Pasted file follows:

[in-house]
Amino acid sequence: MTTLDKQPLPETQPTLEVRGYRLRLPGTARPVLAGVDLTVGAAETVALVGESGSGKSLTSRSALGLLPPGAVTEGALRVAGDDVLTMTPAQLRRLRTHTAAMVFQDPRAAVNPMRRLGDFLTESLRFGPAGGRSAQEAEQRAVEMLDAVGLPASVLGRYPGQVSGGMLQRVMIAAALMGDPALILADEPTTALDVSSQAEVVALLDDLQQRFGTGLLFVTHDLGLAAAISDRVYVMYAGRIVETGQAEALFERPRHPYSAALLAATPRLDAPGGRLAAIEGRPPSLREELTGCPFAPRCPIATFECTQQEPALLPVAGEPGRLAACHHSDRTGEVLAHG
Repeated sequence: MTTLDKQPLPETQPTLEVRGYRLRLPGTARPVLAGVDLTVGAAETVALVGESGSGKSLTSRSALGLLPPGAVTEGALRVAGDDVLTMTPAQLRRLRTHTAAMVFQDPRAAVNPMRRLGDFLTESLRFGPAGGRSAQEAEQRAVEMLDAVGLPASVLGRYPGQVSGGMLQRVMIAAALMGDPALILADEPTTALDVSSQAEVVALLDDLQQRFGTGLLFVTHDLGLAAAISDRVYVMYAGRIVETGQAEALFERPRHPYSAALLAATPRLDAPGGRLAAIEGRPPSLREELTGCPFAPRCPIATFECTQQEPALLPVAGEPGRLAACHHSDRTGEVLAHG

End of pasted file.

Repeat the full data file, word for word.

[in-house]
Amino acid sequence: MTTLDKQPLPETQPTLEVRGYRLRLPGTARPVLAGVDLTVGAAETVALVGESGSGKSLTSRSALGLLPPGAVTEGALRVAGDDVLTMTPAQLRRLRTHTAAMVFQDPRAAVNPMRRLGDFLTESLRFGPAGGRSAQEAEQRAVEMLDAVGLPASVLGRYPGQVSGGMLQRVMIAAALMGDPALILADEPTTALDVSSQAEVVALLDDLQQRFGTGLLFVTHDLGLAAAISDRVYVMYAGRIVETGQAEALFERPRHPYSAALLAATPRLDAPGGRLAAIEGRPPSLREELTGCPFAPRCPIATFECTQQEPALLPVAGEPGRLAACHHSDRTGEVLAHG
Repeated sequence: MTTLDKQPLPETQPTLEVRGYRLRLPGTARPVLAGVDLTVGAAETVALVGESGSGKSLTSRSALGLLPPGAVTEGALRVAGDDVLTMTPAQLRRLRTHTAAMVFQDPRAAVNPMRRLGDFLTESLRFGPAGGRSAQEAEQRAVEMLDAVGLPASVLGRYPGQVSGGMLQRVMIAAALMGDPALILADEPTTALDVSSQAEVVALLDDLQQRFGTGLLFVTHDLGLAAAISDRVYVMYAGRIVETGQAEALFERPRHPYSAALLAATPRLDAPGGRLAAIEGRPPSLREELTGCPFAPRCPIATFECTQQEPALLPVAGEPGRLAACHHSDRTGEVLAHG